But then she turns back away, busying herself with her breeches (also horse-scented, for those paying attention) and grumbles, “But I suppose it’s really too late in the day to ask her if she’d arrange warm water for a bath. I shall find a flannel.” Because clearly cold water is probably a better idea anyway, now the idea of that level-headed valkyrie is once again in her mind.

“You can stay. The… cat… thing… goes outside,” she demands simply. “This is my bedroom, not an exhibition. Can Brigitte deal with her? It? Him?”

But Leda can turn any bedroom into an exhibition. Just you wait.

She sits up on the bed and hauls the cat-thing into her lap by the scruff of its spotty golden neck; something bright flashes in the slanting sunlight from the uncurtained windows, apart from and in addition to her inevitable rings. Her new pet is wearing a collar set with— well, it might be pieces of bright-coloured glass, or it might be gemstones worth more than Philo’s house, contents, and horse put together. Leda being Leda it could go either way.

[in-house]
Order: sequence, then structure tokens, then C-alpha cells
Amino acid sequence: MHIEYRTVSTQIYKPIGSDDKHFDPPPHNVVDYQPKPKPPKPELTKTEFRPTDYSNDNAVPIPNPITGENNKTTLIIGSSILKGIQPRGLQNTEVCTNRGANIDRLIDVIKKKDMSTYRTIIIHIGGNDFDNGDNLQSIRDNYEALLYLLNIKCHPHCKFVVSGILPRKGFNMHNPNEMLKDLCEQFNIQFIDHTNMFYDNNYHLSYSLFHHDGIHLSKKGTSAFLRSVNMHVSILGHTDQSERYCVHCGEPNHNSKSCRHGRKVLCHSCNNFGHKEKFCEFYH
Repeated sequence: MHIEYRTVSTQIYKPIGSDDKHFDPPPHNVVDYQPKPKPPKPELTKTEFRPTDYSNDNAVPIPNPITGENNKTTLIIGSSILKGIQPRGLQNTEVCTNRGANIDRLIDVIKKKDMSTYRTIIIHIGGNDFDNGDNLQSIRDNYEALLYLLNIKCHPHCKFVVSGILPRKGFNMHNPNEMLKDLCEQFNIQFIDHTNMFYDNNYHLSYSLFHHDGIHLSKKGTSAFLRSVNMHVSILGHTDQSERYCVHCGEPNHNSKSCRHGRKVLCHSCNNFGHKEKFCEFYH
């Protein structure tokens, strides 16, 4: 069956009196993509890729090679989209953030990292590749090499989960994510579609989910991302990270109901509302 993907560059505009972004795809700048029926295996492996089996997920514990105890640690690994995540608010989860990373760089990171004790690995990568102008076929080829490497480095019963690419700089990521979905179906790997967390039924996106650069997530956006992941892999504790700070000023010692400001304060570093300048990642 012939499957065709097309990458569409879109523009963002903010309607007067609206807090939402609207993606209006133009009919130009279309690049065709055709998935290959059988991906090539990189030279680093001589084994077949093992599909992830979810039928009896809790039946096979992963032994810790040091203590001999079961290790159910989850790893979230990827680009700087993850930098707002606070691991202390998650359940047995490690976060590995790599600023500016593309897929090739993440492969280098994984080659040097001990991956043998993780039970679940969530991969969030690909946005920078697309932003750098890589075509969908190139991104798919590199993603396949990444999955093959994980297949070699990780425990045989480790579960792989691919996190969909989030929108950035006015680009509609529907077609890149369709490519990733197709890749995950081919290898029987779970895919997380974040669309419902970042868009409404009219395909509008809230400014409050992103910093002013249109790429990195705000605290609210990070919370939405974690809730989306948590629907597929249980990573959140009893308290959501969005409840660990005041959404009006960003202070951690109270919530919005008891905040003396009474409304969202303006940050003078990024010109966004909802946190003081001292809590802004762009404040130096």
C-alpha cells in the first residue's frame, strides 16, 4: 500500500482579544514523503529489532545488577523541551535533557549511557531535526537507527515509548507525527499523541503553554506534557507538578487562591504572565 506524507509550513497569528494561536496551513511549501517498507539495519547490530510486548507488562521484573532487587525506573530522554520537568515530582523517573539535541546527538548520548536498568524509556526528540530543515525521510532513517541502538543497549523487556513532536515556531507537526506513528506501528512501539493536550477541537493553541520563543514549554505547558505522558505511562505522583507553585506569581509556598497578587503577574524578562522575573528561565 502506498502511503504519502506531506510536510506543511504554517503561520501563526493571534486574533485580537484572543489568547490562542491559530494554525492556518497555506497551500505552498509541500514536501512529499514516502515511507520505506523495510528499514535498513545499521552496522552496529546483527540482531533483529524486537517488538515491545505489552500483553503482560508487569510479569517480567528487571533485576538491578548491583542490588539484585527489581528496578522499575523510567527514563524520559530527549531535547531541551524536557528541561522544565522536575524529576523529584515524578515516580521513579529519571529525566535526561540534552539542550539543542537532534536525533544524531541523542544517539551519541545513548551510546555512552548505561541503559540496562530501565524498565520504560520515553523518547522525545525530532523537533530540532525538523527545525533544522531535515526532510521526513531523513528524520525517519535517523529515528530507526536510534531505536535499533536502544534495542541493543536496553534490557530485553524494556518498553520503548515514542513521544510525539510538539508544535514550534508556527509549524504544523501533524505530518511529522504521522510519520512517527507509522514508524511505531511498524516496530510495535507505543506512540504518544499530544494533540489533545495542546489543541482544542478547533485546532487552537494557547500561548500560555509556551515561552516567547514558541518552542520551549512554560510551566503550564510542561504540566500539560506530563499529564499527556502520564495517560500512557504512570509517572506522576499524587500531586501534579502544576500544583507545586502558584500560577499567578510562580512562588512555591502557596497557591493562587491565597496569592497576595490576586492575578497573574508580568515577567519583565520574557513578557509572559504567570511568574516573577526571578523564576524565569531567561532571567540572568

“She. Oh, but she couldn’t go outside! What if somebody tried to steal her?” Nuzzle, nuzzle. “It wouldn’t be safe,” she decides. Yes, leopards must be kept indoors, for safety.

“Nobody’s going to steal her,” Philomène reasons, lowering herself with a wince of effort into the seat so she can remove her boots. “Put her in the kitchen. Or in a cage. Or somewhere that isn’t my fucking bedroom.” Some latent irritability there, Philo? There’s a thump as the first boot hits the deck, toes stretching out gloriously to revel in their newfound freedom.

“How long are you staying this time?” comes the next question, demanded as much as asked. “I suppose you heard about the grain, did you?”

Whatever it is Leda mutters about cages — a subject antithetical to her very nature — is lost amongst the big fluffy ears of her new love. Only her wounded green gaze beaming at Philo over Bébé’s head gives some indication of the gist of it. Then she lifts her head, catches stray red tresses upon the said ears, and, disentangling them, inquires: “Grain, darling?”